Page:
Purpose: Birdshot Chorioretinopathy (BCR) is a rare, chronic, poorly understood, bilateral posterior uveitis, which results in loss of visual function. The disease and its treatment have dire effects on quality of life. The aims of the project were 5 fold: 1) To reduce the sense of isolation of patients with BCR, 2) to raise the profile of the disease 3) to allow a two-way exchange of information between patients and professionals, 4) to obtain a better visual outcome and 5) to provide a base for research.

Methods: A Birdshot Day was organized by founders of the Birdshot Uveitis Society along with a team of healthcare professionals, public-engagement and audio-visual specialists. What patients wanted was the focus of the team’s efforts. The event allowed for extensive networking and exchange of ideas, talks by specialists and patient representatives and ‘Question & Answer’ sessions which addressed patients’ concerns. Structured anonymised questionnaires and formal interactive evaluation techniques were used to fully evaluate the success and short and long term impact of the day on both patients and professionals.

Results: 50 Patients & 26 supporters joined 50 healthcare professionals for the Patient Day. Data analysis demonstrated a significant improvement in patient knowledge (P<0.001). Results showed that the priorities of patients and clinicians were not necessarily the same. Whilst drug side-effects were deemed the major problem in terms of patients’ quality of life (55.8%), BCR patients prioritised research into aetiology (47.8%) in preference to research into better medication (31.8%). There was evidence that patients greatly valued meeting fellow sufferers (P<0.001). Results strongly suggested that patients’ sense of isolation was significantly reduced and the number of ‘hits’ on the BUS website in the 3-weeks following more than doubled to 67,000. To date, 4 of our 5 aims have been achieved.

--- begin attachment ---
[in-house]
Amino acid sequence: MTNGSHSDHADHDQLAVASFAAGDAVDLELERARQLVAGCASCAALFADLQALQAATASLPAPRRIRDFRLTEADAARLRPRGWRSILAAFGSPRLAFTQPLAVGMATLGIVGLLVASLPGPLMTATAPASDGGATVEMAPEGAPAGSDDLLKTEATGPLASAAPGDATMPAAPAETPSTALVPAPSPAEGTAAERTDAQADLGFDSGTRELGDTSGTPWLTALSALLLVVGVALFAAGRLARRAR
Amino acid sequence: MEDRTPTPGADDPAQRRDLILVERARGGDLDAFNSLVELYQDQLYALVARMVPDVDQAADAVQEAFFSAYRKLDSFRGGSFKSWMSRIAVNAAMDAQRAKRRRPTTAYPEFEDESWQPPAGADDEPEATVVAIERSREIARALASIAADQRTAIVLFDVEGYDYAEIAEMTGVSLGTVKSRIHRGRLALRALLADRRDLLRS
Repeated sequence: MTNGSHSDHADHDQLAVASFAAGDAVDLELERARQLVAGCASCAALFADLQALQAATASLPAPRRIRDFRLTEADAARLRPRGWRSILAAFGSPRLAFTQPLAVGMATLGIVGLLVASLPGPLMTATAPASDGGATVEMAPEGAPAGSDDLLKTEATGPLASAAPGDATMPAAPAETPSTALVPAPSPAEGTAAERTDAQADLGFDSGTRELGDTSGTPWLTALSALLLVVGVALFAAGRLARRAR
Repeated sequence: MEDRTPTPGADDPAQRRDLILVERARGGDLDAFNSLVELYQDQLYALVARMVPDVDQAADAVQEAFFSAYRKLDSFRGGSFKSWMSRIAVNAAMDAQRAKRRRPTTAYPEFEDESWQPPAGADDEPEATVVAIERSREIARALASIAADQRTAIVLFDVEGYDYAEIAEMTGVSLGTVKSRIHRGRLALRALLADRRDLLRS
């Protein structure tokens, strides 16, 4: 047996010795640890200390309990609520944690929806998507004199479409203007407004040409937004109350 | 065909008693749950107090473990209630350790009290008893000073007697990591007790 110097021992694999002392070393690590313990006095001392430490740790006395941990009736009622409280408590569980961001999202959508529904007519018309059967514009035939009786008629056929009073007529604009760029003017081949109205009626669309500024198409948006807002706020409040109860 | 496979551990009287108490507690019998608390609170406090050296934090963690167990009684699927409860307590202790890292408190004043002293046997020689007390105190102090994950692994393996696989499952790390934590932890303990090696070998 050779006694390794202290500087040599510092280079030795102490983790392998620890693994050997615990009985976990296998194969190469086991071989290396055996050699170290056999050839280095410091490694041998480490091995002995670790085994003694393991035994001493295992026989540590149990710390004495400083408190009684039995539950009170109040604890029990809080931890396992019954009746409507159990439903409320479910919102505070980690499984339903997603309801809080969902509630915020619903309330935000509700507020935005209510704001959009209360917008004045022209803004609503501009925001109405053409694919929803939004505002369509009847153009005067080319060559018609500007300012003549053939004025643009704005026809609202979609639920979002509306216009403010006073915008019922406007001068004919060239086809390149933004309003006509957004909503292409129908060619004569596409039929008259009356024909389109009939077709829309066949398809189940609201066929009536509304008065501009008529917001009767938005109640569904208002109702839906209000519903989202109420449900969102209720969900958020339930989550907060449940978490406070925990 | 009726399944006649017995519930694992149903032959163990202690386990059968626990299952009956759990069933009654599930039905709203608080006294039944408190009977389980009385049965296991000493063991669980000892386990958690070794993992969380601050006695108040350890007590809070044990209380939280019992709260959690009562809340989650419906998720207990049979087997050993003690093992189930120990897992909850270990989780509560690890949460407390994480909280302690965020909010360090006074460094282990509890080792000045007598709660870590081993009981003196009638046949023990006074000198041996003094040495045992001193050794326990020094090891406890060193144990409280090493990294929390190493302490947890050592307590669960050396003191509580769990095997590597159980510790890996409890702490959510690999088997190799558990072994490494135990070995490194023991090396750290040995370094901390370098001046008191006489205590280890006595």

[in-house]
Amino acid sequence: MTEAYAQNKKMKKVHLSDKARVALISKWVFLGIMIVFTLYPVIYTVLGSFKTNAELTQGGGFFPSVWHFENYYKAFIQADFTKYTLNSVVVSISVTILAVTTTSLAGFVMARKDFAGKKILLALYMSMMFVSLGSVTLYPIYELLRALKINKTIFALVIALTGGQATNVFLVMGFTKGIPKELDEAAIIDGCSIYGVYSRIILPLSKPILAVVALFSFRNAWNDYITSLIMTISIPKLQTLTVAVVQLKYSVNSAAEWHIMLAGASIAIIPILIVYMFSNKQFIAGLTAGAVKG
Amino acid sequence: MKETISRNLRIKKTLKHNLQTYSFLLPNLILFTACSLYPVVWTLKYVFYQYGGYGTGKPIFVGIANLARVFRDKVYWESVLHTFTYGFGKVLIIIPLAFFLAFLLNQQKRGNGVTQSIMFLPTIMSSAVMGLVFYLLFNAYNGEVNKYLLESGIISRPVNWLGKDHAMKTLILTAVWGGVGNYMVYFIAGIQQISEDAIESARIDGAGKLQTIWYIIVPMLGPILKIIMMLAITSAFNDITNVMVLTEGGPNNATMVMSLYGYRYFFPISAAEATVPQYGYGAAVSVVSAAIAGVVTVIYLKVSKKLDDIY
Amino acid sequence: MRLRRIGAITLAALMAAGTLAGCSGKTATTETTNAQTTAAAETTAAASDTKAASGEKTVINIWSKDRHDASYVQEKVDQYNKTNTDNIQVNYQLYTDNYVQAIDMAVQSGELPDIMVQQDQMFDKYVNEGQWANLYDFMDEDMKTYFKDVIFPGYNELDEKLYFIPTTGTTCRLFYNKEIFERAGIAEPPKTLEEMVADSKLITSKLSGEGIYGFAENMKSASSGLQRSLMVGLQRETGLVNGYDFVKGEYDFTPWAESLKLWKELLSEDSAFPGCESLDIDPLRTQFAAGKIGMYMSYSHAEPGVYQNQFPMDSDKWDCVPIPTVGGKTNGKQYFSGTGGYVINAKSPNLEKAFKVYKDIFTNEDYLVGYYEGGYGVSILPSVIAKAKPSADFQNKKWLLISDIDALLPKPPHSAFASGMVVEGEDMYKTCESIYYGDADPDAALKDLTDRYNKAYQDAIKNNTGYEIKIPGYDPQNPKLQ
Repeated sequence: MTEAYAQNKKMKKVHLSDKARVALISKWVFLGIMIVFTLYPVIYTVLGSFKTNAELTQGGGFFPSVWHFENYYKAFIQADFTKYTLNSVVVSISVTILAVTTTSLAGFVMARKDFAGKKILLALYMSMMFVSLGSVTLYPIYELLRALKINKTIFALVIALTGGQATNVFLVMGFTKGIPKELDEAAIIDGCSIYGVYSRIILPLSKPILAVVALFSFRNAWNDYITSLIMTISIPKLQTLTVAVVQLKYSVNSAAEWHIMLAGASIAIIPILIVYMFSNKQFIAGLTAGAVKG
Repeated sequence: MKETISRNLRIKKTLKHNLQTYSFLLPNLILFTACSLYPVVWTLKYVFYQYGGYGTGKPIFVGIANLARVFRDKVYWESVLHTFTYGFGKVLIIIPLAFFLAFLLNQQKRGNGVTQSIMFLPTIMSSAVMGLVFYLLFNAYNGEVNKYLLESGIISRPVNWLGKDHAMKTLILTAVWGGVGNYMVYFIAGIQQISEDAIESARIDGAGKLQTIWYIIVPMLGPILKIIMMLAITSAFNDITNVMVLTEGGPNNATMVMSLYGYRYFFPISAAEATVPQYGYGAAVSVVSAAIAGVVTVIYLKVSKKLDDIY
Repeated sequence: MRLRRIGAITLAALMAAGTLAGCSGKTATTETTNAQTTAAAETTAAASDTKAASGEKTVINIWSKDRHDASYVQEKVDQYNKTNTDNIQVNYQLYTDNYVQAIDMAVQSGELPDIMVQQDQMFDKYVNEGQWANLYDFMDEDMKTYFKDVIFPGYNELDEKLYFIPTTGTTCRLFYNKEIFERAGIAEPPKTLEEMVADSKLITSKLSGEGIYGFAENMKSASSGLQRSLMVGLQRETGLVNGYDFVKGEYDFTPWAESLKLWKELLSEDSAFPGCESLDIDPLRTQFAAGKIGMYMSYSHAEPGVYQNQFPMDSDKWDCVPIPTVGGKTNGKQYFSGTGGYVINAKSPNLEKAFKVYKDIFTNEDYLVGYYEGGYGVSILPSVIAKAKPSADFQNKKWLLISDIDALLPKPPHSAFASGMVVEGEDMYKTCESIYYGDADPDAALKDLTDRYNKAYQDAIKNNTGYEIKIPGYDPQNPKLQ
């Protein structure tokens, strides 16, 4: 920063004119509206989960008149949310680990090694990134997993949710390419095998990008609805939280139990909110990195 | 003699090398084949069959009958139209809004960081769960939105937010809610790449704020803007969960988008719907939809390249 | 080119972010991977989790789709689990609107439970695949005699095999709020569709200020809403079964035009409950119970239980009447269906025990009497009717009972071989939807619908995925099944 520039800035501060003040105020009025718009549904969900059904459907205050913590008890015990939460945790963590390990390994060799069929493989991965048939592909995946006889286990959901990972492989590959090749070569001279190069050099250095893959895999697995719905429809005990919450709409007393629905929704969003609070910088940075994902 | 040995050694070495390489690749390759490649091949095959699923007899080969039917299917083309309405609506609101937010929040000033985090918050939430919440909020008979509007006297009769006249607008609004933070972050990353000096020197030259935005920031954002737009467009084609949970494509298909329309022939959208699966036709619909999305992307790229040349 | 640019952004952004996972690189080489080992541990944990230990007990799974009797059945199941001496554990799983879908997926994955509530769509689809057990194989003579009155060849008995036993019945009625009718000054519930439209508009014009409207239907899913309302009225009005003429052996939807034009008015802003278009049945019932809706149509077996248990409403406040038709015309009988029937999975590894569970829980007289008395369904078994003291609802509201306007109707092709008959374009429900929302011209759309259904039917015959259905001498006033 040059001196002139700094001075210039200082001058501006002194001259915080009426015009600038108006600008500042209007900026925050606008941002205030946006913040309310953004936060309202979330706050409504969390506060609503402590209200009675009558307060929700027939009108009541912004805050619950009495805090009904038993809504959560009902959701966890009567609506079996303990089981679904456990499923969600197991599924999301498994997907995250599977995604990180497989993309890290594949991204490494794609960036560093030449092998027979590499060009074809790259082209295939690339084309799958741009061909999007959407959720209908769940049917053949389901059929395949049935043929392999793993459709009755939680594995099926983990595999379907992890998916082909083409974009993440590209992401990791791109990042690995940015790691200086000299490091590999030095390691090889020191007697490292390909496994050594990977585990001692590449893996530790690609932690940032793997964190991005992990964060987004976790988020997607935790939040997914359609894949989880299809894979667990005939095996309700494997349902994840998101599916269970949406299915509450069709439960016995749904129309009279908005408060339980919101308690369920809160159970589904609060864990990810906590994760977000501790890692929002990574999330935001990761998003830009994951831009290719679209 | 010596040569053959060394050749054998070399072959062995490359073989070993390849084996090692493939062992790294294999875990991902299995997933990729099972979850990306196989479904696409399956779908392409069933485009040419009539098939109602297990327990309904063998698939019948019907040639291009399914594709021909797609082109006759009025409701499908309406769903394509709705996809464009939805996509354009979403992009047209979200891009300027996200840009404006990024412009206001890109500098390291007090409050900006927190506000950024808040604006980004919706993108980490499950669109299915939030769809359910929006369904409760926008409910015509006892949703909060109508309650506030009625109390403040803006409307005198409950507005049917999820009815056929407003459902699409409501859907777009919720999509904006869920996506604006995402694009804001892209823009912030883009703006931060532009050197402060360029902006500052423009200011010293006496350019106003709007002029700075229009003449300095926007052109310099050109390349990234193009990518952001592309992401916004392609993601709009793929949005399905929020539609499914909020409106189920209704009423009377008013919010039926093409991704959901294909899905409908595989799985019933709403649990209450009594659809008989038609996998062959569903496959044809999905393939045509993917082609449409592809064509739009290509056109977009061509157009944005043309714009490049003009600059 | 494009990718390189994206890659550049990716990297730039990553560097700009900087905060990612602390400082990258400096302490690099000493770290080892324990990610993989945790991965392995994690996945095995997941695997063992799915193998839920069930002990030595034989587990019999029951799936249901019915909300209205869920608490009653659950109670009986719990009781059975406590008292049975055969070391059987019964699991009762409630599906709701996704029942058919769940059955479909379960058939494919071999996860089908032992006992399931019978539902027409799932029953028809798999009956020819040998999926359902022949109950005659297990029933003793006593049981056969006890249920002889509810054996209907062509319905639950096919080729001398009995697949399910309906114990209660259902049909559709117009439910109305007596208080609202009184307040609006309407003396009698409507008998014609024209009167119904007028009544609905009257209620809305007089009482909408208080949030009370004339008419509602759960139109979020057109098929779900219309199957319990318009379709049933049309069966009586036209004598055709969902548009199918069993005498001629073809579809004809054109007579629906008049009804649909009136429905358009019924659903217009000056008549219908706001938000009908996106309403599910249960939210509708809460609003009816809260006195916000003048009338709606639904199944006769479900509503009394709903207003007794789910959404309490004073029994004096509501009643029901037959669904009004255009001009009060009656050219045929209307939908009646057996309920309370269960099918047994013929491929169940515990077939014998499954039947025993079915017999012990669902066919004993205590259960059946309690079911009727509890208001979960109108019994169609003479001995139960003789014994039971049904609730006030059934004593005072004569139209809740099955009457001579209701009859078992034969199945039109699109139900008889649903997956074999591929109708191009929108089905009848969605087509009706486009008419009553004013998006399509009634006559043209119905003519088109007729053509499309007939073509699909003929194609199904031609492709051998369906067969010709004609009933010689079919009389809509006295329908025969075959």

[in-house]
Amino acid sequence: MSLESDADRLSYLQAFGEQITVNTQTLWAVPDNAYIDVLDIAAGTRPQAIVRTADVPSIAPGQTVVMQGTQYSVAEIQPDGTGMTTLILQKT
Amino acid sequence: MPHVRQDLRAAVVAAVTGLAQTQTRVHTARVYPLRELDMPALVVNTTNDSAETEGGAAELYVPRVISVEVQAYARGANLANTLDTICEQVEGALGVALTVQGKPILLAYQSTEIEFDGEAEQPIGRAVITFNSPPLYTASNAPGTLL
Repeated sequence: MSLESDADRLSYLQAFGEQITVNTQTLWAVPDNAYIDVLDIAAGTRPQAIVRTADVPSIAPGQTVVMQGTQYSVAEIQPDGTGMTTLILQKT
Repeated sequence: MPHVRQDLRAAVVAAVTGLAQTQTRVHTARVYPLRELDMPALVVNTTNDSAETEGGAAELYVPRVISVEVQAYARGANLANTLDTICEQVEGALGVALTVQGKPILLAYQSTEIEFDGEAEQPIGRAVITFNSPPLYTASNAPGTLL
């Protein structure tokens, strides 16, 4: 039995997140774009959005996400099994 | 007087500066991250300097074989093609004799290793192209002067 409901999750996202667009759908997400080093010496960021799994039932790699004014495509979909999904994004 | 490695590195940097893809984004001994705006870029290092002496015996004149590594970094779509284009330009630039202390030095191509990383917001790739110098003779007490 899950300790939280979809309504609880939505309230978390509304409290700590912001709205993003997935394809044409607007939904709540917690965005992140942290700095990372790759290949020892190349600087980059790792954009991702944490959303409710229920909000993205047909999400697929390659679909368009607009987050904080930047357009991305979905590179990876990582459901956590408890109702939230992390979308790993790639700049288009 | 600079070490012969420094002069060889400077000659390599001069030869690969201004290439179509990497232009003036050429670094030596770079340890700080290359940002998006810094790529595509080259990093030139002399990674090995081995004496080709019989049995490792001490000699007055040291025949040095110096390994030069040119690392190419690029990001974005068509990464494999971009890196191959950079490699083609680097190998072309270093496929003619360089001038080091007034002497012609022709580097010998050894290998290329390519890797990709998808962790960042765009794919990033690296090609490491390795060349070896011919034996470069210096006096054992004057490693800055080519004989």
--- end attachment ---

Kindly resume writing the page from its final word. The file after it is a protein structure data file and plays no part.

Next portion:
Conclusions: We believe that this level of patient engagement should be encouraged. The Birdshot Patient Day proved a success. It has led to better understanding between patients and professionals. Patients have successfully directed and engaged into future research into their condition and future Birdshot Patient days are planned.

After the conference , Nik told us that  he found that many trainees  at the conference were  greatly interested in the concept of a patient day for a rare condition and he  also thought that it was most valuable to  be able talk to trainee ophthalmologists about the significance of involving patients  in research.

We look forward to results.

Our very first study!

For those of you who attended the Birdshot Day in September 2010, you will remember that one of the aims was to set up a research network. We are very excited that research has now started at Moorfields Eye Hospital, and at least two of our members are already involved in one of these studies.

The study involves the trialling of a Motion Detection Perception test.

This test will assess your ability to see a moving target on a computer screen, so it is painless and quick and easy to do. Designed by the Institute of Ophthalmology and Moorfields Eye Hospital, it has already successfully been used for detecting early stage glaucoma and the researchers want to see if this test may be equally useful for people with Birdshot.


Real Ale reported he had a long and detailed interview with a researcher and was feeling more optimistic because of the care and trouble being taken. They even arranged for his cataract to be removed because it was going to aid their ability to monitor his birdshot. David reports having a similarly detailed interview with a different researcher.